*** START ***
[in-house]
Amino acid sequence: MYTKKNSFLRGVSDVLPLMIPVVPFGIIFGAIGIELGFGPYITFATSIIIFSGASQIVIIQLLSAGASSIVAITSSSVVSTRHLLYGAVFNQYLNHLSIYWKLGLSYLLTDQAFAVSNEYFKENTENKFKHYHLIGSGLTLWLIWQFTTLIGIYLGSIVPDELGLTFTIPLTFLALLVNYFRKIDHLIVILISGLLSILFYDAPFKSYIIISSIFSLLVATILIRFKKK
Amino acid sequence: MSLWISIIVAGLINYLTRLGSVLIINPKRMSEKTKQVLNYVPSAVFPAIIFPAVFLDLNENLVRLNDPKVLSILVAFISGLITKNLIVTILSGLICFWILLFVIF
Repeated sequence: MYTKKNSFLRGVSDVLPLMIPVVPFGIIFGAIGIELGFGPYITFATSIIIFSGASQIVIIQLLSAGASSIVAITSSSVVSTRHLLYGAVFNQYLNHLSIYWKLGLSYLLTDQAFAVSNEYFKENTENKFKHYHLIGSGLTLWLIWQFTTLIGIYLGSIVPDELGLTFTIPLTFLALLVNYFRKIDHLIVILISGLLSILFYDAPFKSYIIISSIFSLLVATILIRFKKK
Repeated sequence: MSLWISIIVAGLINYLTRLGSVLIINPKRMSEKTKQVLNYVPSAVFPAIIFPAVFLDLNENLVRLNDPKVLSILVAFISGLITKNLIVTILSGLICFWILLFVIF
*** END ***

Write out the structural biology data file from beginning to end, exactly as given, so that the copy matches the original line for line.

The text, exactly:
[in-house]
Amino acid sequence: MYTKKNSFLRGVSDVLPLMIPVVPFGIIFGAIGIELGFGPYITFATSIIIFSGASQIVIIQLLSAGASSIVAITSSSVVSTRHLLYGAVFNQYLNHLSIYWKLGLSYLLTDQAFAVSNEYFKENTENKFKHYHLIGSGLTLWLIWQFTTLIGIYLGSIVPDELGLTFTIPLTFLALLVNYFRKIDHLIVILISGLLSILFYDAPFKSYIIISSIFSLLVATILIRFKKK
Amino acid sequence: MSLWISIIVAGLINYLTRLGSVLIINPKRMSEKTKQVLNYVPSAVFPAIIFPAVFLDLNENLVRLNDPKVLSILVAFISGLITKNLIVTILSGLICFWILLFVIF
Repeated sequence: MYTKKNSFLRGVSDVLPLMIPVVPFGIIFGAIGIELGFGPYITFATSIIIFSGASQIVIIQLLSAGASSIVAITSSSVVSTRHLLYGAVFNQYLNHLSIYWKLGLSYLLTDQAFAVSNEYFKENTENKFKHYHLIGSGLTLWLIWQFTTLIGIYLGSIVPDELGLTFTIPLTFLALLVNYFRKIDHLIVILISGLLSILFYDAPFKSYIIISSIFSLLVATILIRFKKK
Repeated sequence: MSLWISIIVAGLINYLTRLGSVLIINPKRMSEKTKQVLNYVPSAVFPAIIFPAVFLDLNENLVRLNDPKVLSILVAFISGLITKNLIVTILSGLICFWILLFVIF